QGIS - is a cross-platform free and open-source desktop geographic information system (GIS) application that provides data viewing, editing, and analysis capabilities.
Mapbox - mapping platform - repos on github

Tabula is excellent for PDF scraping, however its a resource hog:
Scraperwiki is mentioned in another response, but sadly they've moved on to charging, however you can set up your own version from their sourcecode:
Google Drive is great for easy storage, sharing/collaborating, and converting to/from other formats.
I can't emphasis how great drive is for alot of the work I do. You can even use it for scraping HTML tables into Google Spreadsheets, utilizing the importHTML function; read more here:
Web Scraping with Google Docs:
geojson.io is amazing for a number of things:
easily convert kml into geojson, topojson, csv, and shp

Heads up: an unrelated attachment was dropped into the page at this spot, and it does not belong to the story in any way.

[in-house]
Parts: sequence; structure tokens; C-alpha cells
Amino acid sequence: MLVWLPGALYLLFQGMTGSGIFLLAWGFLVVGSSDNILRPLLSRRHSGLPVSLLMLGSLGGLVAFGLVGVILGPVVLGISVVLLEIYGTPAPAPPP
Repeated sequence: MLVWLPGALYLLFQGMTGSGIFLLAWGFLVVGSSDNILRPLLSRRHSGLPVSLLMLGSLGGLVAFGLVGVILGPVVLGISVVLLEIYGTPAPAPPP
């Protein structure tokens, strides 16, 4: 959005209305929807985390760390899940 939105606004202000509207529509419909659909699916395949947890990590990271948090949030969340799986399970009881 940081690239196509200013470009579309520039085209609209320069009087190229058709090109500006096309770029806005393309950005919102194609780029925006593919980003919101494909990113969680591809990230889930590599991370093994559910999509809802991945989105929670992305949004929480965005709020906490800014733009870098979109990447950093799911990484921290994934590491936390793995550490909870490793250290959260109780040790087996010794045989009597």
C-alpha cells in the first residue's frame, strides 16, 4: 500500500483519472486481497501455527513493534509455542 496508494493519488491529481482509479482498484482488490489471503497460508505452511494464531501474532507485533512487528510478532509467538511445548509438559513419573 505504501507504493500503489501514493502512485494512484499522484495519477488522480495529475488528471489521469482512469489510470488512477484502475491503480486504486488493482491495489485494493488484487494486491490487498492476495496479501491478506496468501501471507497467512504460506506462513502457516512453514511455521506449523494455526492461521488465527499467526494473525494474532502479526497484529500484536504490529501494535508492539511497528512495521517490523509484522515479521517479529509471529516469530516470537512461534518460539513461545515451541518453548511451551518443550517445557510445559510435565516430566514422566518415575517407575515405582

github/gist integrations allows for easy storage
view maps instanteously upon upload
mapshaper also provides easy format conversion from shapefiles
ogr2ogr web client - convert gis data formats
leaflet.js - An Open-Source JavaScript Library for Mobile-Friendly Interactive Maps
heatmap.js - Dynamic Heatmaps for the Web
datahub.io for data storage/sharing
ckan for running your own data portal
http://ckan.org/ Open Data Kit - (ODK) is an open-source suite of tools that helps organizations author, field, and manage mobile data collection solutions.
https://opendatakit.org/ data.gov - tools they use, repos on github
Open Data Tools - Tools to Explore, Publish and Share Public Datasets
Nokogiri - web scraping library (ruby)
Mapping Cheatsheet - this list has some tools already listed, but in greater detail, as well as more tools, plus information in regards to choosing that apply to your particular data:

US Census Github Tools